which the corporation owns. After a few years, S lost his corporate positions but he refused to
return the motor vehicle claiming that as a stockholder with a substantial equity share, he owns that
portion of the corporate assets now in his possession. Is the contention of S valid? Explain (5%)

SUGGESTED ANSWER:
No. The contention of S is not valid. The Ford Expedition is owned by the corporation. The
corporation has a legal personality separate and distinct from that of its stockholder. What the
corporation owns is its own property and not the property of any stockholder even how substantial
the equity share that stockholder owns.



BAR QUESTIONS 2001


By-Laws; Validity; limiting qualifications of BOD members (2001)

Is a by-law provision of X Corporation rendering ineligible or if elected, subject to removal, a
director if he is also a director in a corporation whose business is in competition with or is
antagonistic to said corporation valid and legal? State your reasons. (5%).
SUGGESTED ANSWER:
Yes, the by-law provision is valid. It is the right of a corporation to protect itself against possible harm
and prejudice that may be caused by its competitors. The position of director is highly sensitive and
confidential. To say the least, to allow a person, who is a director in a corporation whose business is
in competition with or is antagonistic to X Corporation, to become also a director in X Corporation
would be harboring a conflict of interest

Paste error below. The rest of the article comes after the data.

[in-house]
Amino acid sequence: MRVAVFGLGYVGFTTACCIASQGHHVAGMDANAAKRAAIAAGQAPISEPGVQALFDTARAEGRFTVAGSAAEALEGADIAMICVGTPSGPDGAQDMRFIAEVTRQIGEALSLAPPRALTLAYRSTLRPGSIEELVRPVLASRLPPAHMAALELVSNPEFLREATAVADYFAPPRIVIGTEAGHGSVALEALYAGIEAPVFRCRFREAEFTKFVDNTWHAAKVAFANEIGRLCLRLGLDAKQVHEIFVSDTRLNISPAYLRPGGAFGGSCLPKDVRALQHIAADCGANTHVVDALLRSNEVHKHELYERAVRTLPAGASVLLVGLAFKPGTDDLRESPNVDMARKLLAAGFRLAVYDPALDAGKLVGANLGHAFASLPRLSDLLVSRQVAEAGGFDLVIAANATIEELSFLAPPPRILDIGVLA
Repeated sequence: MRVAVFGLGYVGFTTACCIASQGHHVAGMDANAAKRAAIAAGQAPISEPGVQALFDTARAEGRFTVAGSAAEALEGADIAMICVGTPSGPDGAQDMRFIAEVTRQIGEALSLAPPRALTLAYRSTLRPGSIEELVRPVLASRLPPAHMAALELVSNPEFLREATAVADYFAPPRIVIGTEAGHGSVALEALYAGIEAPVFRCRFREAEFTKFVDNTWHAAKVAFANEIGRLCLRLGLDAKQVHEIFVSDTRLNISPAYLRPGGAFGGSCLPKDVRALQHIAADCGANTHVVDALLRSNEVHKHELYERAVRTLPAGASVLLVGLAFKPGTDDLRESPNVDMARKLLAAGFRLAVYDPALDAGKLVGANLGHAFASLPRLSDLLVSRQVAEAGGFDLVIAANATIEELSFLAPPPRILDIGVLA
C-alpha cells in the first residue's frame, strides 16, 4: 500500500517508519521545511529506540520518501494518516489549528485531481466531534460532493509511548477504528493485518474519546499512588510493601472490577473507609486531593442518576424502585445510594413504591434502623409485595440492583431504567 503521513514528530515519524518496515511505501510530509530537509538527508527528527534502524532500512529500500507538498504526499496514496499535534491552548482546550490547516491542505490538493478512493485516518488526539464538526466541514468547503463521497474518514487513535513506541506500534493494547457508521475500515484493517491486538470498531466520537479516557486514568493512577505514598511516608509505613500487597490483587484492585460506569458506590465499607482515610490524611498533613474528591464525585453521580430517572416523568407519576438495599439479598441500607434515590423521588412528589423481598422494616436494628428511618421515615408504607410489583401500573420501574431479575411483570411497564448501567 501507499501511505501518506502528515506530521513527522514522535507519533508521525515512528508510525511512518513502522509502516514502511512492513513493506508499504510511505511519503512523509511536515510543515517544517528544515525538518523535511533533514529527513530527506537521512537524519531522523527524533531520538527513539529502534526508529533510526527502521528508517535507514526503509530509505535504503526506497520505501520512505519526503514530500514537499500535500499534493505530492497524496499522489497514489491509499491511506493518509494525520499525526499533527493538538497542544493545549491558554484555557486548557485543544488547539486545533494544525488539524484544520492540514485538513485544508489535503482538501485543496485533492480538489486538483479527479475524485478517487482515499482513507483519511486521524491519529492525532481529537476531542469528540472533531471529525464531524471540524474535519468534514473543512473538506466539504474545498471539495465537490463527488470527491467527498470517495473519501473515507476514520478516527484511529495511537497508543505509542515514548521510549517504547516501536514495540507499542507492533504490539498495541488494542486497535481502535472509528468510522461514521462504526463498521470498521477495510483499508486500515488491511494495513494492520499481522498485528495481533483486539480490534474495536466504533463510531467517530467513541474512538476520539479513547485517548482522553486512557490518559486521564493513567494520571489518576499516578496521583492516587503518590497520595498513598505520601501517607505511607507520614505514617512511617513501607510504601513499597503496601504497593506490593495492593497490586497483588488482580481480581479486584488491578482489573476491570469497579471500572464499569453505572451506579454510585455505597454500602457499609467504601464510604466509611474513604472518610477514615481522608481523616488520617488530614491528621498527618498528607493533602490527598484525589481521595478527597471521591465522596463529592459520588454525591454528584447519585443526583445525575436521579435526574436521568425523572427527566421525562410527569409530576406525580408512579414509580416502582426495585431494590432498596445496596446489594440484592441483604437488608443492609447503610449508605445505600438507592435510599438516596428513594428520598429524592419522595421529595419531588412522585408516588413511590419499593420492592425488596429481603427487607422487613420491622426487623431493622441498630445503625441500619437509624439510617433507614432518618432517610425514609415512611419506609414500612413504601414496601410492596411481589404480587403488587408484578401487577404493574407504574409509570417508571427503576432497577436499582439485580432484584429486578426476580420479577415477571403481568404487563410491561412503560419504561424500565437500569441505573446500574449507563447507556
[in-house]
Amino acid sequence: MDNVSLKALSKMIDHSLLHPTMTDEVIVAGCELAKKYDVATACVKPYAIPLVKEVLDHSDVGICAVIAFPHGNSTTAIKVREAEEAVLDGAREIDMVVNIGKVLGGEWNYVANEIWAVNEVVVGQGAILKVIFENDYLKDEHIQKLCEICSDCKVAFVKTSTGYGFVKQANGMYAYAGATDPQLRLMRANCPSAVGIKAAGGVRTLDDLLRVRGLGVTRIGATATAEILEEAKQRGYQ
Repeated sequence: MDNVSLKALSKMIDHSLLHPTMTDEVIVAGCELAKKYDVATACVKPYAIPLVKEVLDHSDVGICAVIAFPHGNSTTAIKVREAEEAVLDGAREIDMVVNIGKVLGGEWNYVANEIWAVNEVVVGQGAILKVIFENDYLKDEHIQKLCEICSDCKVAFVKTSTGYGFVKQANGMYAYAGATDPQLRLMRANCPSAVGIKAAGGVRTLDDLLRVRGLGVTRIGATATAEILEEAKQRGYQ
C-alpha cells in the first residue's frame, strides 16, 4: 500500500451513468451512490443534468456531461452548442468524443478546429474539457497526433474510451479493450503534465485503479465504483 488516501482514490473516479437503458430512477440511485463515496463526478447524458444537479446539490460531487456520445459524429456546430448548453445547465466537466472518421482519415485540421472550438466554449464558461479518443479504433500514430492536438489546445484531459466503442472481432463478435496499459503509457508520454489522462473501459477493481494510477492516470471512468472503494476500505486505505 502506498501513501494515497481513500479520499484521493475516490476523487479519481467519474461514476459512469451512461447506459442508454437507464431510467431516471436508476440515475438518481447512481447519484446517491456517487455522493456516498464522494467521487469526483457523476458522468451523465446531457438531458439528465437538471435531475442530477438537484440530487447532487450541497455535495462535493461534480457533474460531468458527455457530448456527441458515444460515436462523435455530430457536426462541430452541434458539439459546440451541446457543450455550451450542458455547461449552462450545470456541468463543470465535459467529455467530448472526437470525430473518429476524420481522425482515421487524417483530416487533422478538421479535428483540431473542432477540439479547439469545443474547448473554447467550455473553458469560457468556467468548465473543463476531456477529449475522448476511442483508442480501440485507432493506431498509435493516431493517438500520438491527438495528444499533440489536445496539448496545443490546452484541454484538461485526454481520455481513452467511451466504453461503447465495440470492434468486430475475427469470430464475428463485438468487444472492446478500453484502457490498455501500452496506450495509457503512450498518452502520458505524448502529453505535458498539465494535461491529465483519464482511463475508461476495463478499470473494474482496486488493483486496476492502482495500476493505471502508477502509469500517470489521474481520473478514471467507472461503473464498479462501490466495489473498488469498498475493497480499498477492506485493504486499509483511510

which is harmful to the latter
(1979); 97 S 78 (1980)).


Corporation; By-laws (2001)
Suppose that the by-laws of X Corp, a mining firm provides that The directors shall be relieved
from all liability for any contract entered into by the corporation with any firm in which the directors
may be interested.
Thus, director A acquired claims which overlapped with
Xs claims and were necessary for the development and operation of Xs mining properties. a) Is the
by-law provision valid? Why? (3%) b) What happens if director A is able to consummate
his mining claims over and above that of the corporations claims? (2%)
SUGGESTED ANSWER:
a) No. It is in violation of Section 32 of the Corp Code.

b) A should account to the corporation for the profits which he realized from the transaction. He
grabbed the business opportunity from the corporation. (Section 34, Corp Code)

Corporation; Stock Corporation (2001)
XY is a recreational club which was organized to operate a golf course for its members with an
original authorized capital stock of P100M. The articles of incorporation nor the by-laws did not
provide for distribution of dividends although there is a provision that after its dissolution, the assets
shall be given to a charitable corporation. Is XY a stock corporation? Give reasons for your
answer? (5%)

SUGGESTED ANSWER: